Snag Book Publicity with a Roundup Article

POSTED ON Jun 17, 2019

Sandra Beckwith

Written by Sandra Beckwith

Home > Blog > Marketing > Snag Book Publicity with a Roundup Article

By Sandra Beckwith

If you’re like many authors, you’ve seen a “roundup” article that made you think, “My book should have been included in that.”

A roundup article shares the best, worst, most, least, newest, top, funniest, etc. products related to a specific category or theme. They’re published in magazines and newspapers and appear online on media and content sites as well as on blogs.

Books are a popular roundup topic, especially this time of year, when media outlets and online sites share their “best summer beach reads.”

Round-up article themes

There are many other book roundup topics, though. Here are a few more for this time of the year:

  • Favorite grilling cookbooks
  • Best new gardening books
  • Great books for newlyweds
  • Books recent graduates will love

Roundups can be broader than books, though, giving you an opportunity to get yours included along with other products. These more inclusive roundups are often seasonal:

  • Grilling essentials
  • Bridal shower gifts
  • Baby shower gifts
  • Gardening must-haves

Your book belongs in a roundup, right? Whether it’s appropriate for a summer-specific list, back-to-school, or holiday gift-giving, if you want yours included, you need to know how to make that happen.

Here’s how.

1. Determine the roundup topic that’s best for your book.

To select your roundup topic, look at your book’s category. Nonfiction categories include:

  • how-to
  • health
  • memoir
  • biography
  • self-help
  • business
  • self improvement
  • and others

Fiction ranges from:

  • historical romance
  • hen lit
  • science fiction
  • mystery
  • children’s
  • young adult
  • and so on

Next, determine your sub-category. For example, let’s say you’ve written a book on how to find that first job after college. “Careers” might be the category, while “job hunting” is the sub-category.

Your next step is brainstorming roundup titles. For the first-job-out-of-college example, titles could include, “Best gifts for college graduates,” or “Top career books for Gen Z and Y.”

How about a romance novel set in New York’s Catskill Mountains? Get regional publicity with a roundup on “Books that showcase the Catskills” or “Great gift ideas for mountain lovers.” A book on Wisconsin bike trails can be included in regional roundups about “Everything you need to pack for a Wisconsin biking vacation.”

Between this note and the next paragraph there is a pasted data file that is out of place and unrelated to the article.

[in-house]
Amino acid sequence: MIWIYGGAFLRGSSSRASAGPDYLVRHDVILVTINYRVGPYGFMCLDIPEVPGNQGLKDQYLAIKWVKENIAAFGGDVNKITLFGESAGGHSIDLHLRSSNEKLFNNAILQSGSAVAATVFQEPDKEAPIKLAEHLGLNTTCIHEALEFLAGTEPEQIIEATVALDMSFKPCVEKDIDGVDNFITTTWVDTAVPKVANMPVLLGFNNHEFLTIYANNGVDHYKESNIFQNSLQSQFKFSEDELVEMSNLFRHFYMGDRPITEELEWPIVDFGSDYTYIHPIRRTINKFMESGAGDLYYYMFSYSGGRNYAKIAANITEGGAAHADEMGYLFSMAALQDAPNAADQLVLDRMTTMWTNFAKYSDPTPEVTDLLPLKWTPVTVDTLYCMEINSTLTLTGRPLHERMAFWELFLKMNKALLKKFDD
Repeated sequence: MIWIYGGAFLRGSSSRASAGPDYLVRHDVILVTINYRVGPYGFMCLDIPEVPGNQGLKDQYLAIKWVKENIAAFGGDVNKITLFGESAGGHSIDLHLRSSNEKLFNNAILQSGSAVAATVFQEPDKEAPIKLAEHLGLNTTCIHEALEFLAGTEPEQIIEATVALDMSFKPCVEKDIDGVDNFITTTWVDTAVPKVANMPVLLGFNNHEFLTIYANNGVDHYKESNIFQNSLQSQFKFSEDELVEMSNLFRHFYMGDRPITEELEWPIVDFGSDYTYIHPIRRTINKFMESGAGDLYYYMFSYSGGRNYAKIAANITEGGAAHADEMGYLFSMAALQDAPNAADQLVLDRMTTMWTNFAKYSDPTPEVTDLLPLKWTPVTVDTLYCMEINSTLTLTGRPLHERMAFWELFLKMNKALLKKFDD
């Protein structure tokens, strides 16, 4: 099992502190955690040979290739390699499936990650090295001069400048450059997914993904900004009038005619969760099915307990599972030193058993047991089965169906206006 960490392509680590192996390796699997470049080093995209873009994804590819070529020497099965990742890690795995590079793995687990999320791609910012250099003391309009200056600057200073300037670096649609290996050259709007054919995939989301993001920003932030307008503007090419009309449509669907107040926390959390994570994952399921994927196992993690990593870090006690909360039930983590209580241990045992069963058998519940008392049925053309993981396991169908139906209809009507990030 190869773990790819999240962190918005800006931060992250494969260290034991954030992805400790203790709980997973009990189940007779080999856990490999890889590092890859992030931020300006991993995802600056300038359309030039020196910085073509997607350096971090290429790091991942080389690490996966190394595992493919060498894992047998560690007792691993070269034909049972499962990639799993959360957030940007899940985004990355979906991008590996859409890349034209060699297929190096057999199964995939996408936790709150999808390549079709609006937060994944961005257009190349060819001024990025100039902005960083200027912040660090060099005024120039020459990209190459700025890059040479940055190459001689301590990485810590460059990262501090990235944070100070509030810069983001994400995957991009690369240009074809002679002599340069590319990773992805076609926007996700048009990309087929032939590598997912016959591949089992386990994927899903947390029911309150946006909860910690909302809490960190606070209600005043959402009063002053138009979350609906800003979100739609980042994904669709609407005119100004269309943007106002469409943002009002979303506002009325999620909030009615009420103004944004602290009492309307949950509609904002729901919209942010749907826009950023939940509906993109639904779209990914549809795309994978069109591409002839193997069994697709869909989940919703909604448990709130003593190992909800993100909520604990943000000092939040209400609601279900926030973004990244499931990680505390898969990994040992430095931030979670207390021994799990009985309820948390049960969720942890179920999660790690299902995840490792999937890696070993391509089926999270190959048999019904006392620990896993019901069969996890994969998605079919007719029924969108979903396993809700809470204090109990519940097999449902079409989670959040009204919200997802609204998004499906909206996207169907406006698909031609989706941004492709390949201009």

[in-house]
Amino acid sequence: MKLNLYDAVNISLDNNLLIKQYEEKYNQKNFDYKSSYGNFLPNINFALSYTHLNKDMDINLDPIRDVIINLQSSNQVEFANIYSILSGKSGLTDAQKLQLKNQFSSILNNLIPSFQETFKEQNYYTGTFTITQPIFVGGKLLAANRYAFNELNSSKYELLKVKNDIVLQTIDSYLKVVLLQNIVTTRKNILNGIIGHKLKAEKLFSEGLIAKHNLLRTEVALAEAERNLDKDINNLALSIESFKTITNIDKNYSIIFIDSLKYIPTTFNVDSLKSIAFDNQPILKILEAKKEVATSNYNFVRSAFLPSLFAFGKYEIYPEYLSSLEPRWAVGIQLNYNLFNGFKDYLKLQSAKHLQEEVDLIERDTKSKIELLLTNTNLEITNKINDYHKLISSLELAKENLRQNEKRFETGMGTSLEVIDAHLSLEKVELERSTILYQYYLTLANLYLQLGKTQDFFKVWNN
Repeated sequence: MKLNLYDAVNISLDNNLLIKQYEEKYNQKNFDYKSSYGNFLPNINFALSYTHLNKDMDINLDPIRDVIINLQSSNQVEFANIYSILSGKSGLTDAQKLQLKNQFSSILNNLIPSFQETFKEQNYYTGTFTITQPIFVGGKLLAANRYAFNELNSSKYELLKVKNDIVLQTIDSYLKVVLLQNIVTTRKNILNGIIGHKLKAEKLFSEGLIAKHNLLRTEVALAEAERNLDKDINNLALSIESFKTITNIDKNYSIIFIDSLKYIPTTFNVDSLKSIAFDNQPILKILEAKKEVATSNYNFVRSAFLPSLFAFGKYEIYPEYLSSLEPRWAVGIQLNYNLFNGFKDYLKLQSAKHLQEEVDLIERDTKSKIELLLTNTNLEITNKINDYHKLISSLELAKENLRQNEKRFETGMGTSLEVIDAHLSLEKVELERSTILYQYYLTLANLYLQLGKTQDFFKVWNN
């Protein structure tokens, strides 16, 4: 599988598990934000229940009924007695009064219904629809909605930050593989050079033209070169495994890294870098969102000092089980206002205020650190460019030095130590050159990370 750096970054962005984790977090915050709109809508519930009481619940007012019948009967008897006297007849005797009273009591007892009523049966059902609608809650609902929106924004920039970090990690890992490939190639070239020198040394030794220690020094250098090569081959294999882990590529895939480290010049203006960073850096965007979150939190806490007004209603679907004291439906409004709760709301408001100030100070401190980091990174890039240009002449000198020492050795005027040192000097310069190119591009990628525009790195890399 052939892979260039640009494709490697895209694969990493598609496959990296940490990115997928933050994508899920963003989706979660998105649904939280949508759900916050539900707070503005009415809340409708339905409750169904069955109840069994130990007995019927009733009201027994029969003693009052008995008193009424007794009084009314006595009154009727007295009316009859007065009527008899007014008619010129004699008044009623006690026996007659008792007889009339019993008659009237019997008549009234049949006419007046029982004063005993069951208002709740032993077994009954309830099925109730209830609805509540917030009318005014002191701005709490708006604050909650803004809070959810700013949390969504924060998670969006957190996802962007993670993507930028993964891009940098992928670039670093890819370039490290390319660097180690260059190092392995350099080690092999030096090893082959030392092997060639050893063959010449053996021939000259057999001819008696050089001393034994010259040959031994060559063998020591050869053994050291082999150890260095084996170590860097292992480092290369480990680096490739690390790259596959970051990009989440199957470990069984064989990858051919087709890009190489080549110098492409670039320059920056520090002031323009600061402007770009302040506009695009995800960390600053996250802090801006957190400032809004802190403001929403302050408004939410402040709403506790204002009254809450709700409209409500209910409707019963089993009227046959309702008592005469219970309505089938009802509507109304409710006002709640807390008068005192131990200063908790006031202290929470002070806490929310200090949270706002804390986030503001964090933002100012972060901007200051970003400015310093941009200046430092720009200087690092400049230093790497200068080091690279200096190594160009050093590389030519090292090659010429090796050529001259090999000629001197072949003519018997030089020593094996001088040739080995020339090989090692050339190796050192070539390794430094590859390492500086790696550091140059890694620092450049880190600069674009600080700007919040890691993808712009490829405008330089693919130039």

See how it works? You can do this for your book, too. If you’re struggling to come up with topic and title ideas, ask a creative friend to brainstorm with you.

2. Determine which sites or media outlets will like your idea the most.

For example, you wouldn’t pitch that first-job-out-of-college idea to AARP the Magazine, right? But it could be perfect for a noon TV program in a city with several colleges as well as online sites popular with that age group.

For the Catskill Mountains romance novel, you’d target a newspaper in the area or a hiking magazine, blog, or online content site.

3. Study the media outlet or site so you understand how it might use your information.

Does it run list articles – “listicles?” Roundups are perfect for that. Is there a home for it in the front of the magazine or a particular section of the website?

You need to know this and include it in your pitch. Editors and producers want to know that you’re familiar with their content and format.

4. Figure out who to pitch.

“Pitch” is another way of saying “sell to.”

Determining the right person to contact will take some digging if you aren’t already familiar with the outlet.

You can do that online, or spend time at the library. There, go through back issues of the magazine you’re targeting or use media directories at the reference desk.

You can also call and ask.

5. Write a compelling pitch letter and hit “send.”

Your emailed pitch is essentially a sales letter to the person you’ve identified as the editor of the section, the reporter who writes on that topic, the talk show producer, and so on.

Your pitch needs to convince the journalist that your idea is a good fit. In your letter, suggest other products for the roundup so the journalist sees the potential.

Be sure to follow up, especially if your idea is time-sensitive. Sometimes people need to be reminded that you’ve sent a great idea.

What would be a good roundup article topic for your book? Please tell us in a comment.
Photo: BigStockPhoto

Sandra Beckwith

Written by
Sandra Beckwith

Liked this post? Share it with friends!

More Helpful Articles